- 4 Min Read
- 7 Aug 2019
Going to Jan Mayen: A Firsthand Account of a Remote Arctic Island
In 2019, Lindblad's then-creative director, Christine Bastoni, recently went on an Arctic expedition that made an unplanned stop at remote Jan Mayen. This is her firsthand account of the reasons why travelers will want to plan to go there. Get Inspired By Photos, Videos, Webinars, Stories, And Exclusive Offers. Sign Up
Ok, first: a confession.
Any interest I had in Jan Mayen was mostly deeply shallow: I wanted the bragging rights; I was in it for the stamp.
I knew it was the northernmost island in the storied Atlantic Ridge, the same geological thread studded with other near-mythic destinations: Tristan da Cunha, Nightingale, Ascension and Inaccessible islands. I wanted to go there because you basically can’t. To say, “I’ve been.”
So, when on a recent Arctic expedition, Expedition Leader Peter Wilson announced at recap that tomorrow we’d be going ashore at Jan Mayen, not scheduled on our specific itinerary, a few of us shouted out, fist-pumped. Around us, speculative silence. “That’s the reaction I was looking for,” Peter said, “but I’m not surprised that most of you don’t know what elicited it.”
He briefly described Jan Mayen: A volcanic island in the Arctic Ocean, roughly 500 miles from anywhere you’ve heard of. The world’s northernmost active volcano. A Norwegian territory, a meteorological station under military jurisdiction, inhabited by only 18 people, except for the summer maintenance period when as many as 35 people are on island. We’d need the right conditions to land, so listen tomorrow for updates.
He then invited the voyage’s Global Perspectives Guest Speaker, Andrew Evans to make a short Jan Mayen presentation. More on that in a minute.
If you Google Jan Mayen—as I did in anticipation of my Arctic expedition—you’ll find images of breathtaking geology. Two images really wowed me: this monumental curl of rock that looks smelted and poured, a bronze casting. And another photo of a similar feature, revealing the whorl and tubular cavity. Having taken one of our expeditions to the Marquesas last year, I am now a rabid fan of volcanic island beauty.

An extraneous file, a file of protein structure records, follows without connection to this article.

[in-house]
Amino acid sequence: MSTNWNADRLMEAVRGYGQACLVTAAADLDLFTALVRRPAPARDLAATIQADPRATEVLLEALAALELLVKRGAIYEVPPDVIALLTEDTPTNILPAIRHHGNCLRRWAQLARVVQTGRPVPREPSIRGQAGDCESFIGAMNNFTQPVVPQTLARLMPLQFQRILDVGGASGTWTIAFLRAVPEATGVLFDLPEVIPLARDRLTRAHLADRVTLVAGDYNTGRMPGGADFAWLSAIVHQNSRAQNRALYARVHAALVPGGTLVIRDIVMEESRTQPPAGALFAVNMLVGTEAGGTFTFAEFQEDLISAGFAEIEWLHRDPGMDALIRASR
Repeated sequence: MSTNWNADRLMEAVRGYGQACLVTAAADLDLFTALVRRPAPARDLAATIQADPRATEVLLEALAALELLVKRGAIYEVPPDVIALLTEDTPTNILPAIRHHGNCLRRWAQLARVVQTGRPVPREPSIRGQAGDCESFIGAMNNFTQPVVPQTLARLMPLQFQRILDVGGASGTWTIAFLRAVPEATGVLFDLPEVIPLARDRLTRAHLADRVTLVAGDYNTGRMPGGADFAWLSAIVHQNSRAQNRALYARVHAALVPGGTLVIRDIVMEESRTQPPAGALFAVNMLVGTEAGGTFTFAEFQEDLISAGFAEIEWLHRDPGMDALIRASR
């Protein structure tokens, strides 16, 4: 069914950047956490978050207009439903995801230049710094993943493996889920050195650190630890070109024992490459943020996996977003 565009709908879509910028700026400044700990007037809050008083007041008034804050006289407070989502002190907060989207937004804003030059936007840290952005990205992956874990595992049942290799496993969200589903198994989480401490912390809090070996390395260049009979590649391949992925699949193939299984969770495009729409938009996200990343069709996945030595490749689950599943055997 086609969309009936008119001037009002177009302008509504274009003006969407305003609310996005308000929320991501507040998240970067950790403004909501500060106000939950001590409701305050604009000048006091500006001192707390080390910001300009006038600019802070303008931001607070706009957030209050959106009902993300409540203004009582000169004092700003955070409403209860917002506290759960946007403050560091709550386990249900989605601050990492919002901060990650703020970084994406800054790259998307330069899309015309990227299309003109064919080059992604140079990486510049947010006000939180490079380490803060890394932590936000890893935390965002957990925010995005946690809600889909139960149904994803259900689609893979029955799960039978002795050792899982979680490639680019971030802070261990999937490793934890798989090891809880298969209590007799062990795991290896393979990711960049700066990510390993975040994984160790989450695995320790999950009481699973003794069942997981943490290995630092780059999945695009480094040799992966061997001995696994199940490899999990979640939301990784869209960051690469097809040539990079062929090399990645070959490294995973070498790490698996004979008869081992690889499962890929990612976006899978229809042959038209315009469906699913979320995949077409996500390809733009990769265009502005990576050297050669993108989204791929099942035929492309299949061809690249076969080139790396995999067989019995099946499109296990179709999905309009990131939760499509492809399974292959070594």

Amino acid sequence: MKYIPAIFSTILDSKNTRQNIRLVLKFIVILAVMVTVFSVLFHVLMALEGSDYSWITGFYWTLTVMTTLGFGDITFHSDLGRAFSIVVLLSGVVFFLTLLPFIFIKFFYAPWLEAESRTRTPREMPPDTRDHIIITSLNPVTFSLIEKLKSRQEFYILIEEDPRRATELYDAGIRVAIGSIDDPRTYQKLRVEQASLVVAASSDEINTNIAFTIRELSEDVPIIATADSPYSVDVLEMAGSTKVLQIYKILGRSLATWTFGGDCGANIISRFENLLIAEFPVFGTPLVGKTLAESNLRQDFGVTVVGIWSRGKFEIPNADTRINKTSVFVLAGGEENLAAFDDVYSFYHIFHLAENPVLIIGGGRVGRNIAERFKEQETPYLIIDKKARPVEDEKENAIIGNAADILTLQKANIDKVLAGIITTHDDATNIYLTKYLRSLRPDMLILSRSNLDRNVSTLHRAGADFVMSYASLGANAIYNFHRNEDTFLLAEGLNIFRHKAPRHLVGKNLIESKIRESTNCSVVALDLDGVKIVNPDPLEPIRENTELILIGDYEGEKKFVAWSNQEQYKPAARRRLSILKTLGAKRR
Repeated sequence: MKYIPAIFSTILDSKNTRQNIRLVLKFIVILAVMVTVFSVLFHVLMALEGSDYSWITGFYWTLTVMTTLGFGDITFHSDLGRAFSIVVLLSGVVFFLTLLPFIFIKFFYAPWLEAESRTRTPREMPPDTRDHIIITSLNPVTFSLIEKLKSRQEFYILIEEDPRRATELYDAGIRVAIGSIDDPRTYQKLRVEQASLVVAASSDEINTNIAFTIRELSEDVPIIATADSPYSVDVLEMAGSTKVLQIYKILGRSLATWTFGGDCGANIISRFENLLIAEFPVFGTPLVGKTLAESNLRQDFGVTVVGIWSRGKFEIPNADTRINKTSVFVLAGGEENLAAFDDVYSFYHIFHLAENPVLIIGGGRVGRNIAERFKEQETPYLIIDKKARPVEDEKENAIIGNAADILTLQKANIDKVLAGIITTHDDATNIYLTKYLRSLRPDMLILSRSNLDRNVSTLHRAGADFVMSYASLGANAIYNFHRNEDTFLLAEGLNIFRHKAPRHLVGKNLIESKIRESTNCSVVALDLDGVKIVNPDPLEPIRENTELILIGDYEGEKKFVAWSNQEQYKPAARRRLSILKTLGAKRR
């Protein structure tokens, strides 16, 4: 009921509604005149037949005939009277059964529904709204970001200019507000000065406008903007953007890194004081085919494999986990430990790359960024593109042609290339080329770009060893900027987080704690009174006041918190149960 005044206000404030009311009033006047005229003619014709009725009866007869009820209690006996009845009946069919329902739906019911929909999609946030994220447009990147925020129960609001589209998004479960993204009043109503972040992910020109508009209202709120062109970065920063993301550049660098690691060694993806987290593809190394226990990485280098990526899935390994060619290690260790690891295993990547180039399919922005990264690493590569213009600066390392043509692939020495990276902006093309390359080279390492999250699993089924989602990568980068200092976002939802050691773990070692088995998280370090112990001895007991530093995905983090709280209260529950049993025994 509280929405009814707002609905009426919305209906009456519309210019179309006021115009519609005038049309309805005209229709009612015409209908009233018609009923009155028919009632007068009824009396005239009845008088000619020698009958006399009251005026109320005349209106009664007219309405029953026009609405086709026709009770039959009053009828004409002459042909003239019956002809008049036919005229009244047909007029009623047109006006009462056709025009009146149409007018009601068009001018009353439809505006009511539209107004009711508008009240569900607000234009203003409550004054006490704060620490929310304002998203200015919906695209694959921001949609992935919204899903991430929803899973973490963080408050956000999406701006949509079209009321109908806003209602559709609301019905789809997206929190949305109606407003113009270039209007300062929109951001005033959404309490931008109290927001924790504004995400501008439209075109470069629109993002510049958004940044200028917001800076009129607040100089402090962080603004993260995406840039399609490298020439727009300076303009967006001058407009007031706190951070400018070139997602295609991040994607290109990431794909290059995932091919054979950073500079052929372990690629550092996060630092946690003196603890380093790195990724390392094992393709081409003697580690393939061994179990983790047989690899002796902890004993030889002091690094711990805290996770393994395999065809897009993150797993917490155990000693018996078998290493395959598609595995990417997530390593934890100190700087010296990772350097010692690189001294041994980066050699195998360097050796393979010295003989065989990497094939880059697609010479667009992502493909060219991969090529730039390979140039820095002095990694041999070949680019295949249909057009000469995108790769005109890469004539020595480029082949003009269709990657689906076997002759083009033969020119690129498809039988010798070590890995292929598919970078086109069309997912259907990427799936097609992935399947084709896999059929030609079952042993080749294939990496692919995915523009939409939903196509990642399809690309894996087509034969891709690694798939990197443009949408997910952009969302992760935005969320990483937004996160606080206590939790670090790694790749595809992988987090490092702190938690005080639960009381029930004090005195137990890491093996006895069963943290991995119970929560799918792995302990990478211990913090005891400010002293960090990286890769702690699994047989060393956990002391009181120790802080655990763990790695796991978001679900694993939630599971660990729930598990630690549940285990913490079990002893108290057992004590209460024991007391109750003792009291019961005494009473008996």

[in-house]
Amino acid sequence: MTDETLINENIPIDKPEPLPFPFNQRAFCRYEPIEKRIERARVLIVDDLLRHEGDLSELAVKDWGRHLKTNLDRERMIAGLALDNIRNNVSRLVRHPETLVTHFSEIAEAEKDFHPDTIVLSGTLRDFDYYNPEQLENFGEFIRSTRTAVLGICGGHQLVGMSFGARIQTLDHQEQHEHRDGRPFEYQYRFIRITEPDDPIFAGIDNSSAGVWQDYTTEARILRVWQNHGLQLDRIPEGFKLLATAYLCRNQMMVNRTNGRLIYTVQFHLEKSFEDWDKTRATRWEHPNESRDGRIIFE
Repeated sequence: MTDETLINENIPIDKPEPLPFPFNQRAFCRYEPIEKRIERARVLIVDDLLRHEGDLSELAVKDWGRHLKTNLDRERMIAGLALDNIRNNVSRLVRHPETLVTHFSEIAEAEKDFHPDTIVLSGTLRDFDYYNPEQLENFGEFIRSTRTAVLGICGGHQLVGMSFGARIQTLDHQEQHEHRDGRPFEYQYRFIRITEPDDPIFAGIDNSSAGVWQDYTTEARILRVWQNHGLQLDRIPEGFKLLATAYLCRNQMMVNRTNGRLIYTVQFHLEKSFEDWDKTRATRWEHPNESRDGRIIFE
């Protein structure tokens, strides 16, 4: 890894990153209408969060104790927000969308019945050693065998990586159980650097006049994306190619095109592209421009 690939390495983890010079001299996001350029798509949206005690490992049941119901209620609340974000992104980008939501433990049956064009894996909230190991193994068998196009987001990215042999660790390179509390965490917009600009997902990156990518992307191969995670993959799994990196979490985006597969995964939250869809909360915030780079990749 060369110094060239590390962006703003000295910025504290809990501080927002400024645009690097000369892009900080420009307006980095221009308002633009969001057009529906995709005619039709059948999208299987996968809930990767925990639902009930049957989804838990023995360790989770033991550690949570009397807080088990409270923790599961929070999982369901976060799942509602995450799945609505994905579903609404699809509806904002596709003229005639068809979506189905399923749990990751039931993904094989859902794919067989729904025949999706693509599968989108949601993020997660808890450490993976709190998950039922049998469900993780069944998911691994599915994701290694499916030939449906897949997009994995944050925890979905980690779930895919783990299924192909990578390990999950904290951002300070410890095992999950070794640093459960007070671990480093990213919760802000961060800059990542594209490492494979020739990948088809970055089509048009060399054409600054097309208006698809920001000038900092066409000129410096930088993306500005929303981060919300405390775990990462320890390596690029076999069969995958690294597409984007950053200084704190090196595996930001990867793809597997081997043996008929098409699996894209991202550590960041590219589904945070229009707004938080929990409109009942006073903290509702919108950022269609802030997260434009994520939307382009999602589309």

The stratovolcano that created this place is named Beerenberg, the island’s highest mountain at nearly 8,000 feet. When not wreathed in fog, it’s resplendently pleated with 20 glaciers, streaming down—a gargantuan melting sundae.
The island has a vivid history, much of which occurred before 1635, during the Dutch Golden Age of exploration, and involved the usual rivalries and barbarism of whaling.
And then there is the particularly rich chapter Andrew Evans illuminated for us in his recap presentation.
He told us a story about a time when Jan Mayen was itself a metaphor.
In the spring of 1940 during WWII, continental Norway was invaded and occupied by the Nazis. The four-man Norwegian team on Jan Mayen stayed at their posts and in an act of patriotic defiance began sending their weather reports to the United Kingdom instead of Norway, aiding the Allies. More importantly, for occupied Norway Jan Mayen became a potent symbol of their freedom and sovereignty—out there, admirable, reclaimable. “Dark stands an island of the sea, Lonely and cold and bare. This is Norway’s land, This is all we have…” is the first stanza of the 1942 poem by Norwegian poet Nordhal Grieg, that Andrew, who translated it for us, read as a finale.
An elegiac tale, exceedingly well told, it added immensely to my journaled store of Jan Mayen impressions:
Our Zodiacs bucking in the surf. Landing on the black beach. Walking up the slight slope, volcanic sand audibly grinding as you tread. Behind us, an arc of rock cupping the far end of the beach, and variegated tiers of lush seaweed. Ahead, the hyper-utilitarian galvanized structures of the base all pinioned by cables to survive the assailing winter winds. Hut-like clumps of lava rock thickly furred with lichen, some containing black voids—holes where I imagined the 15,000 arctic foxes, all hunted to extinction, once skipped in and out.
A landscape of peerless geologic grace, at once empty, and full. I wished I could’ve stayed the whole summer, running my curiosity over it like a hand on a horse.
When we returned to the ship, the Hotel team gave us back our passports—stamped.
These are the things that happen on a Lindblad expedition. How the unexpected ends up figuring prominently in your personal everlasting. And how the alchemy performed by the expedition team manages to transmute even your basest travel motives into gold—the rich, meaningful experiences that stamp you.
In 2022, our two itineraries, Svalbard, Iceland & Greenland's East Coast and East Greenland: Wild Shores of the High Arctic aboard National Geographic Endurance feature scheduled landings to explore Jan Mayen.